In recent years, sales managers have become increasingly aware of the need to have sales reps who are coachable, who will listen to advice and continue learning and improving. I’ve discussed the topic several times, such as here.

Think of it this way: most likely, you were put into your position as a sales manager because you have demonstrated great skills in the art and science of selling. Why would you want someone on your team who wasn’t interested in learning from you (or from others)?

What may come as a surprise is that to improve the coachability of your sales reps, you should demonstrate that you are coachable!

Discovering a hard but important truth

When I was a relatively novice sales manager, I asked my sales team to respond to a confidential survey to evaluate my skills. To say I was surprised by what I learned would be an understatement!

Prior to the survey, I had a mindset that the last thing I wanted to do was micromanage because I’d once worked for micromanager and hated it. But from the survey I learned that my team interpreted my reluctance to get involved as unwillingness to coach them. They thought I didn’t care about their success.

The feedback wasn’t easy to hear, but I completely changed my management approach. That helped me become a much more effective sales coach—and my team’s results proved it! By being open to learning and change, I demonstrated the importance of listening to feedback (even when its hard to hear), and that everyone can get better through coaching.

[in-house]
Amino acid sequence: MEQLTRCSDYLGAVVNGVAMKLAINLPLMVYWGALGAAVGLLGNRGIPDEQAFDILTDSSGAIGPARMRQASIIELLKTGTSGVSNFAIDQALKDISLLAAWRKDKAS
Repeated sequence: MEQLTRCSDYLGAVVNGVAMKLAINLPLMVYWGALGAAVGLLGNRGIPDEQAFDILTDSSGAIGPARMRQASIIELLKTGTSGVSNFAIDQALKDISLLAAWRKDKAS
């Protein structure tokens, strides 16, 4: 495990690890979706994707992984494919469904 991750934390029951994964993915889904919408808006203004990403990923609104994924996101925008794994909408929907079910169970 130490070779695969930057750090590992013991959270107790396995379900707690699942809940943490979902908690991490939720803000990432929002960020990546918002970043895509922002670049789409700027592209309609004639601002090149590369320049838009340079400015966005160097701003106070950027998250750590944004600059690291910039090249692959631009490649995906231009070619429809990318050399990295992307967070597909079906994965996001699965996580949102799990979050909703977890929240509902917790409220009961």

How to get feedback

There are many options for getting feedback from your sales team. You can conduct a confidential survey asking about specific areas, such as I did years ago. Or you can use a method I learned about much later when I read Samuel Culbert’s great book, Get Rid of the Performance Review!

Culbert suggests that managers ask their employees three questions:

  1. What are you getting from me that you like and find helpful?
  2. What are you getting from me that limits your effectiveness?
  3. What are you not getting from me that would help you produce more? Why do you think that would help you at this time?

At a minimum, I think all sales managers should ask these questions at the end of the monthly reviews, or any other regular conversation they have with a rep.

As I said, it’s not always easy to hear the responses, but I guarantee you’ll gain insights that will help you become a more effective manager and coach. And your changes and ongoing improvement will demonstrate to the team the importance of coachability.

 


 

Kevin F. Davis is the author of “The Sales Manager’s Guide to Greatness: 10 Essential Strategies for Leading Your Team to the Top.” The book is now available on Amazon.com here.